13. Jaguar GR Mk.1/A 1:72 Hasegawa As has been the case with many multinational combat aircraft, the Jaguar had a difficult gestation. It started life as a trainer and light attack aircraft, designed to fulfil the requirements of both the French Air Force and the Royal Air Force. Two companies collaborate on the design and development of the aircraft; Breuget of France and BAC of the United Kingdom. The venture they formed was known as the Société Européenne de Production de l'Avion d'École de Combat et d'Appui Tactique (European Company for Production of Combat Trainer & Tactical Support Aircraft) or SEPECAT. Two distinct aircraft were originally proposed. The first was to be a low-cost trainer with limited ground attack capability, the second a larger, more capable strike aircraft with variable geometry. The French eventually withdrew from the latter programme, but the project survived and the aircraft eventually eventually emerged as the Panavia Tornado. The delay in the development of the dedicated strike aircraft cause a problem for the RAF as their planned ground attack capabilities were centred on this aircraft. After some wrangling, the remaining aircrafts tasking was re-written to remove the trainer element. The Jaguars evolution into a dedicated strike aircraft was complete. The RAF eventually took delivery of 165 single seat Jaguars and 35 two seat trainers. RAF Jaguars entered active service in the mid-1970s and went on to participate in numerous conflicts around the world. Twelve RAF Jaguars saw action in the skies over Iraq in 1991 and the aircraft was used again four years later in Operation Deliberate Force over Serbia. The Jaguar left RAF service just two years later in 1997. Hasegawa's Jaguar GR Mk.1/A has been knocking around for quite some time now, and in that time it has established itself a reputation as the best 1:72 Jaguar around. It has a satisfying blend of detail and all-round accuracy, and is quite straightforward to build too. The kit is comprised of 75 parts, although not all of them are used as there are optional parts for the British Jaguar Gr.1 and the French Jaguar A. There is a tiny amount of flash on smaller parts such as the undercarriage legs, but other than that the sprues are in pretty good condition. Surface detail is comprised of fine, engraved panel lines and fasteners. Cockpit detail is comprised of a tub with side consoles moulded in place, an instrument panel, control column and ejector seat. The cockpit parts lack any raised detail at all, so instruments and controls are represented by decals instead. This is one area of the kit that would benefit from some scratchbuilding or aftermarket accessories. Because Hasegawa have also produced a twin stick version, the forward fuselage and nose is provided as a separate sub-assembly. This means there will be an extra seam to clean up, which is a bit of a pain (although to be fair, other Jaguar kits share this trait). The central and rear fuselage is split vertically, with an additional part for the lower rear fuselage. This slight complication is necessary because of the contoured shape of the aircraft around jet exhausts. The engine intakes and exhausts are fairly simple but just about detailed enough to pass muster, particularly in this scale. The wing is moulded as a single part, which should help speed construction up a little. Two different vertical tails are provided to allow a Gr.1 or A to be built, so make sure you use the correct one. The undercarriage parts are pretty decent, although somewhat simplified compared to the real thing. The undercarriage bays themselves are basic but do include some structural details. The airbrakes can be posed in the open position, but are something of a weak point as the characteristic perforations are depicted as rather strange bumps. Slaves to accuracy will definitely want to drill these out before assembling them. A reasonable range of ordnance is provided, including drop tanks, bombs, rocket pods and a pair of Matra Magic AAMs. The canopy is reasonably thin and clear and can be posed in the open position, although as mentioned above, the cockpit itself is nothing to write home about. Decal options are provided for three aircraft: Jaguar GR Mk.1 of No. 54 Squadron, RAF Coltishall; Jaguar A of ECF4 11FAF, Bordeaux-Merignac, France; and Jaguar International demonstrator The decals look ok, but both the red and blue used for the RAF roundels and fin flashes are much too bright. Id strongly recommend digging out some alternatives from the spares box or purchasing some aftermarket replacements. Conclusion Hasegawas Jaguar is pretty much the best kit available 1:72 scale. Whilst it might lack some of the fine details and engineering finesse of a state of the art kit, it enjoys a good reputation as an accurate which is reasonably easy to build. With the exception of the decals, this is a sound kit which should prove to be a quick, fun build. Review sample courtesy of UK distributors for
  14. Jaguar GR Mk.1A/T MK.2A 'Black Jaguar Combo' 1:72 Hasegawa The Jaguar started life as a trainer and light ground attack aircraft, designed to fulfil the requirements of both the Royal Air Force and the French Air Force. It was born from a joint venture arrangement between Breuget and BAC known as the Société Européenne de Production de l'Avion d'Ãcole de Combat et d'Appui Tactique , or SEPECAT, translated as European Company for Production of Combat Trainer & Tactical Support Aircraft. Originally, two separate aircraft were proposed; a low-cost trainer with limited ground attack capability and a larger, more capable strike aircraft with a variable geometry wing. Pressure from Dassault led to the withdrawal of the French from the latter programme, which eventually emerged with two new partners as the Panavia Tornado. This cancellation left a gap in the RAFâs roadmap, as their planned ground attack capabilities were centred on the cancelled aircraft. With support from Germany, who had expressed interest in the Jaguar as a ground attack platform, the jet trainer element was completely removed from the aircraft's tasking and with the introduction of the Hawk and Alphajet, the Jaguarâs evolution into a dedicated Tactical Strike aircraft was complete. The RAF eventually took delivery of 165 single seat Jaguars and 35 two seat trainers. RAF Jaguars entered active service in 1975 and went on to participate in numerous conflicts around the world. Twelve RAF Jaguars saw action in the skies over Iraq in 1991 and the aircraft was used again four years later in Operation Deliberate Force over Serbia. The Jaguar left RAF service just two years later in 1997. Hasegawaâs Jaguar GR Mk.1/T Mk.2 has been around for a few years now. In that time it has carved out a reputation as the best 1:72 Jaguar. Besides being eminently buildable, it has a good mix of detail and all-round accuracy. Although absent from Hasegawaâs range for a while, the kit is now back as a limited edition release comprising of both the single and twin seat version, with decals for two all-black machines. Predictably enough, each kit is moulded in black plastic. The single seat version in comprised of 75 parts and the twin seat is made up of 84 parts. The sprues are in pretty good condition, although there is a little flash in places, particularly on smaller parts such as the undercarriage legs. Surface detail is comprised of fine, engraved panel lines and fasteners, which should look excellent under a coat of paint. Cockpit detail is comprised of a tub with side consoles moulded in place, an instrument panel, control column and ejector seat. Obviously the T Mk.2 has two of everything except the tub. Fine detail is represented by decals as the cockpit parts lack any raised detail at all. If you want to super detail the kit, you might want to replace the cockpit with an aftermarket version such as that available from Aires. In each kit, the forward fuselage and nose is provided as a separate sub-assembly. This is a bit of a bind as it means there will be an extra seam to clean up, but this feature is by no means unique to the Hasegawa Jaguar, as the Revell/Italeri version also shares this trait. The central and rear fuselage is comprise of port and starboard sides, with an additional part for the lower rear fuselage. This is presumably necessary because of the contoured shape of the aircraft around that area. The engine intakes and exhausts are fairly simple affairs, but are just about detailed enough to pass muster in this scale. The wing is moulded as a single part, which should help speed construction up a little. In the case of the GR Mk 1, a different tail is provided. Make sure you remember to use it instead of the other version which is only suitable for the Jaguar A and T Mk.2. The undercarriage parts are fairly respectable, although they are somewhat simplified compared to the real thing. The undercarriage bays themselves are fairly basic, but include some structural details. The airbrakes can be posed in the open position, but the airbrakes themselves are a weak point of the kit as the characteristic perforations are depicted as rather strange bumps. A reasonable range of ordnance is provided, including drop tanks, bombs and rocket pods. If youâre using the kit decals, these can all go in the spares box. The canopies are reasonably thin and clear, although there is a little flash that will need to be cleaned up first. The canopies can both be posed in the open position, although as mentioned above, the cockpit itself is nothing to write home about. Surprisingly enough, decal options are provided for two aircraft: GR Mk.1A of No. 16 Squadron; and T Mk.2A of No. 6 Squadron Both aircraft are finished in a the black scheme depicted on the box. The decals are nicely printed, if a little on the thick side. In my experience, however, Hasegawa decals usually perform quite well. Conclusion As mentioned above, this Jaguars are pretty much the best that money can buy in 1:72 scale. Whilst they may lack some fine details here and there, the kits enjoy a good reputation as accurate models which are fairly easy to build. As with many Hasegawa kits, this is not the cheapest way to acquire a Jaguar, but on the other hand this particular edition isnât that much more expensive than two of the regular GR Mk. 1 kits. Overall, this is a decent package and both kits should be fun, quick builds. Review sample courtesy of UK distributors for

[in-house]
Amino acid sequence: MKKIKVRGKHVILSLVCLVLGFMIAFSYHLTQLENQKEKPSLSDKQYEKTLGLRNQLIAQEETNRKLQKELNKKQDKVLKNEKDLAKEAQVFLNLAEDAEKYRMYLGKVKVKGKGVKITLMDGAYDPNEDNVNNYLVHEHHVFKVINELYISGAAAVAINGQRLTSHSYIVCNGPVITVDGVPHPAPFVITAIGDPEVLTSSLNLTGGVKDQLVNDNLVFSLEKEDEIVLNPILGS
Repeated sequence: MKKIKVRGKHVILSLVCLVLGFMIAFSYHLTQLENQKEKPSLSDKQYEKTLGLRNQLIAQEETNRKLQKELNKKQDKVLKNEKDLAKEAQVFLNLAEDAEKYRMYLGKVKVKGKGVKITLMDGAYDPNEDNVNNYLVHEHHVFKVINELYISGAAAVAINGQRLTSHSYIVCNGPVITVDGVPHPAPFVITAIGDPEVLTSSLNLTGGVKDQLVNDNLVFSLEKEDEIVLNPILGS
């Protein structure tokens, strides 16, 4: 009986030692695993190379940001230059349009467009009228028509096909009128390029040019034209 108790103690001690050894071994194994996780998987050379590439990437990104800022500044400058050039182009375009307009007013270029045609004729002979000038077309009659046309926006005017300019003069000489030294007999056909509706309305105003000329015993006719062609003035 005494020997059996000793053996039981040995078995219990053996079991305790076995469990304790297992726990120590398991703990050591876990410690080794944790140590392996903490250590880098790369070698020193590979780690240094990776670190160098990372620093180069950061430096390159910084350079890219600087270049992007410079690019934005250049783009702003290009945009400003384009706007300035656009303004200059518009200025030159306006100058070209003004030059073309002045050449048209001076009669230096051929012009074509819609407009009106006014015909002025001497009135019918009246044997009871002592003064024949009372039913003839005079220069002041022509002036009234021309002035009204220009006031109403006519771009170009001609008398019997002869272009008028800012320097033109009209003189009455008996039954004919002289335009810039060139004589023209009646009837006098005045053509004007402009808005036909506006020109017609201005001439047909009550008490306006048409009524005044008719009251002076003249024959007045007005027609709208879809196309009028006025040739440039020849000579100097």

15. Hasegawa have announced a new tooling of the Eurofighter Typhoon, which some of you may already have heard about, but we now know when it's coming, and that the initial production run will include a bonus display stand. No further details on that aspect of it, but it should prove handy, I'm sure. Decals include RAF No.3(F) SQuadron, coded QO-H, and Luftwaffe JG74, and there will be 195 parts in the box - quite a high part count for a 1:72, which bodes well. This looks to be the boxtop picture, culled straight from Hasegawa's website. I'll be interested to see how it compares to the Revell kit in the same scale, as I always thought it had room for improvement on the detail. It should be in the shops here around October time, allowing for the vagaries of the slow boat from Japan getting here on time, which gives you plenty of time to put one or more on your Christmas wish list. Modern jet fans rejoice While we're on the subject - on a related note, a new Dual-combo boxing of the Hasegawa Jaguar GR.1A/T.2A is being released at the same time, with parts for two kits, one of each mark in the box, and decals for a 1A of 16 Squadron, coded XX965 in 2010, and a T.2A of 6 Squadron, coded XX141 in 2009. A good month for RAF lovers
  16. 1/48th 100% New moulds! BAe Jaguar GR.1/.3 by Italeri Source: http://www.primeportal.net/models/thomas_voigt6/italeri/ V.P.
  17. A 1/48th Grumman XF-10F Jaguar (wikipedia http://en.wikipedia.org/wiki/Grumman_XF10F_Jaguar) resin kit will be soon proposed by Planet Models. Source and pictures: http://www.modelforum.cz/viewtopic.php?f=3...mp;hilit=Jaguar Source: http://www.cmkkits.com/en/news/cmk-newsletter-02-12/ V.P. V.P
  18. These shots are the remains of the Jag fleet in open storage after Everett Aero bought them. Pictures are mine.